Bill (and Bil & the group):
My take is a bit different on this. I think the general "fleet" perspective is the one Gord experessed: vane is used for longer passages, dink belongs on deck
for longer passages, ergo they don't compete for the same space. This is also consistent with the view you find expressed above that wind vane steering
is (more) difficult to set up, ergo not really practical on shorter runs. If you look at this incrementally, it seems to me all this logic falls apart...
First, I'm not a davit lover and don't have a pair. OTOH I appreciate the fact that many folks these days have boats big enough to carry even a RIB
on davits, they don't want to (or can't) easily manhandle it, they like the convenience (and added security
, in the Caribbean) the davits give, and I don't think this desire for ease & convenience is going to change anytime soon. Meanwhile, folks do far more 'short' than 'long' (let's say multi-day) runs. Typical examples might be someone port hopping down Mexico's west coast
, sailing out into the Atlantic a bit to move from one Spanish Ria to another, or someone moving from one island in the E Caribbean
to another. In all these cases, it's not just possible but even likely that, at some point during that <1 day passage
, they are going to see some higher winds (F4-5+), due to normal afternoon seabreeze effects, compressed pressure gradients as one leaves an island or arrives at the next, and so forth. As these winds build, this is exactly the point when wind vane steering
becomes even more appropriate (vs. a beefy autopilot
, which will need to increase its duty cycle with electrical
load increase, linkage loading increase, etc.). If the crew manages the sail plan and rigs the vane to steer the boat, then we have a very efficient operation where the power of the steering method is especially appropriate to the loading on the rudder
and steering system. Thus, the 'mutually exclusive' logic breaks down, IMO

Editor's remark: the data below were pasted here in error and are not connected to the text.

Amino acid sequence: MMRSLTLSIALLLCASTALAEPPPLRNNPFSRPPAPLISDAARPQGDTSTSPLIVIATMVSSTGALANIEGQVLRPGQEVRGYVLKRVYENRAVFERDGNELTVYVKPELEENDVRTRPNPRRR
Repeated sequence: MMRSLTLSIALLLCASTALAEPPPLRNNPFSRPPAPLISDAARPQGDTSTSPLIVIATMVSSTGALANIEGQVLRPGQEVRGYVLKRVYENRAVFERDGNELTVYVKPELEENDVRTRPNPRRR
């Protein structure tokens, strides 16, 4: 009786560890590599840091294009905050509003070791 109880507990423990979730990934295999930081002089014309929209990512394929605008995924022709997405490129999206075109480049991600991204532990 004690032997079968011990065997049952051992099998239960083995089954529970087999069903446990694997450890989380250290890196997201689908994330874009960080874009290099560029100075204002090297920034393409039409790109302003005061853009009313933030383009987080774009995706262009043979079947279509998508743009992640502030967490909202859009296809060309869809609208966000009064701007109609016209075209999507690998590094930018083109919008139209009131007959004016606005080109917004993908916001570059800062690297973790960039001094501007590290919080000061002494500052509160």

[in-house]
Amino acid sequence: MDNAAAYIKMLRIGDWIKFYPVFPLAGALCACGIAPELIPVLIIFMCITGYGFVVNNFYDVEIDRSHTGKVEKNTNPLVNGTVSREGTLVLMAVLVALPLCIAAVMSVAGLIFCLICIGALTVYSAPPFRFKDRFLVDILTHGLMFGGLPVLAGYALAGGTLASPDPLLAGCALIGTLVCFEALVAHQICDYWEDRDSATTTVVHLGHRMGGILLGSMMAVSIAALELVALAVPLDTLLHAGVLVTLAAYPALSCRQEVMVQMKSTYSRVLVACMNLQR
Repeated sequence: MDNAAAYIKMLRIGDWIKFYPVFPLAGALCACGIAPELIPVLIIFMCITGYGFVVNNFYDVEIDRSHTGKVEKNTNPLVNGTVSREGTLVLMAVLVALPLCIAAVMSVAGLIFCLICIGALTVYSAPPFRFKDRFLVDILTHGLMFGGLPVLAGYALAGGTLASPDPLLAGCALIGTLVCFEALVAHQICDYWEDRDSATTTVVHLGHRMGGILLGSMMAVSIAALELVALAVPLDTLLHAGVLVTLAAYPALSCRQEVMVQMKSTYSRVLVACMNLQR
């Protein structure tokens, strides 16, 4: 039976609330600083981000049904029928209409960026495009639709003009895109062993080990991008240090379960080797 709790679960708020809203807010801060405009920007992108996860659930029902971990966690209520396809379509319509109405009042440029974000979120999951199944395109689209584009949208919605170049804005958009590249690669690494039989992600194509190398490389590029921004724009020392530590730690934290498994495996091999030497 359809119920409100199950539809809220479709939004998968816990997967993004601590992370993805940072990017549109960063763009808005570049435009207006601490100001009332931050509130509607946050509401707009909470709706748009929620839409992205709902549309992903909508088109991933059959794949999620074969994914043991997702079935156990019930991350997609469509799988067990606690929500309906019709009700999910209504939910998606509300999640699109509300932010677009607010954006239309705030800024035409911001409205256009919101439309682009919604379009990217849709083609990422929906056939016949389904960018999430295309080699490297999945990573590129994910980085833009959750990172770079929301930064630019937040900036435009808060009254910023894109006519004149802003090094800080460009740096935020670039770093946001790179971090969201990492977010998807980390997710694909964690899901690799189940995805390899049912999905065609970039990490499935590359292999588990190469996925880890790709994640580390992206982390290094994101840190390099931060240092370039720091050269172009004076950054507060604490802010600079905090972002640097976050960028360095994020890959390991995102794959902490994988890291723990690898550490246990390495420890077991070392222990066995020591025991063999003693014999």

What seems to get in the way is a difficult/awkward process for setting up the wind vane steering - which I find baffling since this can be so simple - and a general dissatisfaction with how the vane performs. When I see convulted, complicated steering set-ups, which might also add lots of friction to the system, perhaps dragging over a coaming so both the wood and the steering lines suffer from chafe, my impression is that the crew simply hasn't put an emphasis - yet - on simplified the set-up or operation of the wind vane. And it's not uncommon, when I ask the crew on a boat with a wind vane how well it works, that they'll state they don't use it that often; they often prefer an autopilot
'because it's easier'. IOW this is a chicken vs. egg issue and more time & thought given to the set-up would in turn make using the vane easier...in which case the crew would use it more often and become more proficient in its use, which would make it seem simplier and probably also improve its performance.
Another gap between what would work nicely and when crews don't use wind vane steering - especially in protected waters - occurs when relative winds are lighter and aft of the beam. Vanes do less well in these conditions and so they are often dismissed as either unresponsive or lacking in steady steering performance. However, for those who have bothered to spend only a few hundred dollars to add a tiller pilot to the vane blade mechanism, the performance of their vane changes dramatically. Again, the ease with which the tillerpilot can be retrieved, slipped into place and connected is more important on shorter runs than longer ones...but the improved performance of a vane in light conditions is worth it.
But back to the real issue in this thread: how can they be made to co-exist? Sometimes the geometry involved isn't that mutually exclusive and the dink snugs up against but aft of the vane column, yet the wind blade extends vertically above the dink to get clean air off the wind. But especially when the dink is raised higher and/or more inboard, I think the basic answer is to either extend the wind blade mechanism higher vertically, to offset it to the port and/or starboard quarters (I've seen both...) or have custom davits that extend w-a-y far aft and so have to be beefier (and heavier) as a reulst. Custom linkages for the vane can be built to the owner's specs by a metal shop, perhaps in consultation with the vane's manufacturer. Assuming a conflict, I have not seen a simple solution to this problem without the davits or vane mount extending w-a-y aft of the transom, which introduces other issues of course. But perhaps others have found suitable solutions they can share with us...